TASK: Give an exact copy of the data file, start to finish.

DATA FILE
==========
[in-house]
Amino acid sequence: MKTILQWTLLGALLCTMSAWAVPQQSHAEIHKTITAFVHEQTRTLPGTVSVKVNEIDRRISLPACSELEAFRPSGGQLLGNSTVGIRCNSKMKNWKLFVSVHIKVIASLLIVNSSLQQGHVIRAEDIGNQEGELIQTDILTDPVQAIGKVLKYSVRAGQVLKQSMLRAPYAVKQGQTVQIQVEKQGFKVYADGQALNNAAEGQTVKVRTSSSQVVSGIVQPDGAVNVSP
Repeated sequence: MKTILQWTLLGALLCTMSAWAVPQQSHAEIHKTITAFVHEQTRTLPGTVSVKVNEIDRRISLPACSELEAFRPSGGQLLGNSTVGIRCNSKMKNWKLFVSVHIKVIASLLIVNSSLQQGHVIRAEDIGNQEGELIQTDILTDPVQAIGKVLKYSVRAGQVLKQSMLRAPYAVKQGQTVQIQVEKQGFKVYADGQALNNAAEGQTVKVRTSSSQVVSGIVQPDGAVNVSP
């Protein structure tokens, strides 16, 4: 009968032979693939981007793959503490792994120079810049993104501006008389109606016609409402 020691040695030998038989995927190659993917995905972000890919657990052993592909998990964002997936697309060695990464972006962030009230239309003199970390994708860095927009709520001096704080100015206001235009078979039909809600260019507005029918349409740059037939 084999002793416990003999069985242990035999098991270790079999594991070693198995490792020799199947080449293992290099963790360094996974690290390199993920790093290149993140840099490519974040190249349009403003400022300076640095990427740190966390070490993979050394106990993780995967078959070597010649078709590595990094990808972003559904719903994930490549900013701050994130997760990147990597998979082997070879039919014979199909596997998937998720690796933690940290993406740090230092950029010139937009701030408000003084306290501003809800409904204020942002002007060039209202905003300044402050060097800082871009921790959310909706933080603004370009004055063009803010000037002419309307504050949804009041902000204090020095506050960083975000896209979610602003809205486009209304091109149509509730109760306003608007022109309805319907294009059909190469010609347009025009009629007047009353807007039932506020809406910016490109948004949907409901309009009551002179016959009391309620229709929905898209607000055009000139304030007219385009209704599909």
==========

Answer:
[in-house]
Amino acid sequence: MKTILQWTLLGALLCTMSAWAVPQQSHAEIHKTITAFVHEQTRTLPGTVSVKVNEIDRRISLPACSELEAFRPSGGQLLGNSTVGIRCNSKMKNWKLFVSVHIKVIASLLIVNSSLQQGHVIRAEDIGNQEGELIQTDILTDPVQAIGKVLKYSVRAGQVLKQSMLRAPYAVKQGQTVQIQVEKQGFKVYADGQALNNAAEGQTVKVRTSSSQVVSGIVQPDGAVNVSP
Repeated sequence: MKTILQWTLLGALLCTMSAWAVPQQSHAEIHKTITAFVHEQTRTLPGTVSVKVNEIDRRISLPACSELEAFRPSGGQLLGNSTVGIRCNSKMKNWKLFVSVHIKVIASLLIVNSSLQQGHVIRAEDIGNQEGELIQTDILTDPVQAIGKVLKYSVRAGQVLKQSMLRAPYAVKQGQTVQIQVEKQGFKVYADGQALNNAAEGQTVKVRTSSSQVVSGIVQPDGAVNVSP
């Protein structure tokens, strides 16, 4: 009968032979693939981007793959503490792994120079810049993104501006008389109606016609409402 020691040695030998038989995927190659993917995905972000890919657990052993592909998990964002997936697309060695990464972006962030009230239309003199970390994708860095927009709520001096704080100015206001235009078979039909809600260019507005029918349409740059037939 084999002793416990003999069985242990035999098991270790079999594991070693198995490792020799199947080449293992290099963790360094996974690290390199993920790093290149993140840099490519974040190249349009403003400022300076640095990427740190966390070490993979050394106990993780995967078959070597010649078709590595990094990808972003559904719903994930490549900013701050994130997760990147990597998979082997070879039919014979199909596997998937998720690796933690940290993406740090230092950029010139937009701030408000003084306290501003809800409904204020942002002007060039209202905003300044402050060097800082871009921790959310909706933080603004370009004055063009803010000037002419309307504050949804009041902000204090020095506050960083975000896209979610602003809205486009209304091109149509509730109760306003608007022109309805319907294009059909190469010609347009025009009629007047009353807007039932506020809406910016490109948004949907409901309009009551002179016959009391309620229709929905898209607000055009000139304030007219385009209704599909």